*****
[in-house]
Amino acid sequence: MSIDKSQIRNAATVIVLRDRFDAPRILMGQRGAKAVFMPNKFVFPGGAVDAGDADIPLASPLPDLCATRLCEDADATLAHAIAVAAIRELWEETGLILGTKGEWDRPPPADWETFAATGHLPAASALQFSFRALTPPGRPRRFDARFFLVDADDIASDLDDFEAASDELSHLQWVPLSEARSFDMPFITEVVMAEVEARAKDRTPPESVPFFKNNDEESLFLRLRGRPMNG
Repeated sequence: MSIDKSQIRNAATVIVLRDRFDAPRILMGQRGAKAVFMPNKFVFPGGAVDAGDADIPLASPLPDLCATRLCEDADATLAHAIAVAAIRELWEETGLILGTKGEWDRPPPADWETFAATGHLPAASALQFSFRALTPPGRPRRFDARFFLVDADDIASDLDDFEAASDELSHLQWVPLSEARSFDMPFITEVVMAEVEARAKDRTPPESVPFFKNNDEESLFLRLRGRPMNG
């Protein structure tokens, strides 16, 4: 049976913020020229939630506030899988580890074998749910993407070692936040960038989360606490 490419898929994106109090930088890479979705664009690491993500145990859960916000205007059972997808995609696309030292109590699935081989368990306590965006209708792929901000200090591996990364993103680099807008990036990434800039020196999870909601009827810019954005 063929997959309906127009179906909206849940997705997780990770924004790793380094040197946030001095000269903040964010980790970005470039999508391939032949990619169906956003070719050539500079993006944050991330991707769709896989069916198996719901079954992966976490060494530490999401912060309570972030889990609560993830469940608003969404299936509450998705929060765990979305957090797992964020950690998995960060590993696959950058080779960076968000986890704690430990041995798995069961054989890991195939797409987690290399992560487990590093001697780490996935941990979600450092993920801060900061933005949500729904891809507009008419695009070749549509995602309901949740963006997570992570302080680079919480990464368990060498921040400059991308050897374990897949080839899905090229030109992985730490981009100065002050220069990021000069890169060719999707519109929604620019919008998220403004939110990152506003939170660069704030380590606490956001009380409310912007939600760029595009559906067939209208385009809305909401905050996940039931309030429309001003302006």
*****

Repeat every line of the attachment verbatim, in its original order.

[in-house]
Amino acid sequence: MSIDKSQIRNAATVIVLRDRFDAPRILMGQRGAKAVFMPNKFVFPGGAVDAGDADIPLASPLPDLCATRLCEDADATLAHAIAVAAIRELWEETGLILGTKGEWDRPPPADWETFAATGHLPAASALQFSFRALTPPGRPRRFDARFFLVDADDIASDLDDFEAASDELSHLQWVPLSEARSFDMPFITEVVMAEVEARAKDRTPPESVPFFKNNDEESLFLRLRGRPMNG
Repeated sequence: MSIDKSQIRNAATVIVLRDRFDAPRILMGQRGAKAVFMPNKFVFPGGAVDAGDADIPLASPLPDLCATRLCEDADATLAHAIAVAAIRELWEETGLILGTKGEWDRPPPADWETFAATGHLPAASALQFSFRALTPPGRPRRFDARFFLVDADDIASDLDDFEAASDELSHLQWVPLSEARSFDMPFITEVVMAEVEARAKDRTPPESVPFFKNNDEESLFLRLRGRPMNG
């Protein structure tokens, strides 16, 4: 049976913020020229939630506030899988580890074998749910993407070692936040960038989360606490 490419898929994106109090930088890479979705664009690491993500145990859960916000205007059972997808995609696309030292109590699935081989368990306590965006209708792929901000200090591996990364993103680099807008990036990434800039020196999870909601009827810019954005 063929997959309906127009179906909206849940997705997780990770924004790793380094040197946030001095000269903040964010980790970005470039999508391939032949990619169906956003070719050539500079993006944050991330991707769709896989069916198996719901079954992966976490060494530490999401912060309570972030889990609560993830469940608003969404299936509450998705929060765990979305957090797992964020950690998995960060590993696959950058080779960076968000986890704690430990041995798995069961054989890991195939797409987690290399992560487990590093001697780490996935941990979600450092993920801060900061933005949500729904891809507009008419695009070749549509995602309901949740963006997570992570302080680079919480990464368990060498921040400059991308050897374990897949080839899905090229030109992985730490981009100065002050220069990021000069890169060719999707519109929604620019919008998220403004939110990152506003939170660069704030380590606490956001009380409310912007939600760029595009559906067939209208385009809305909401905050996940039931309030429309001003302006």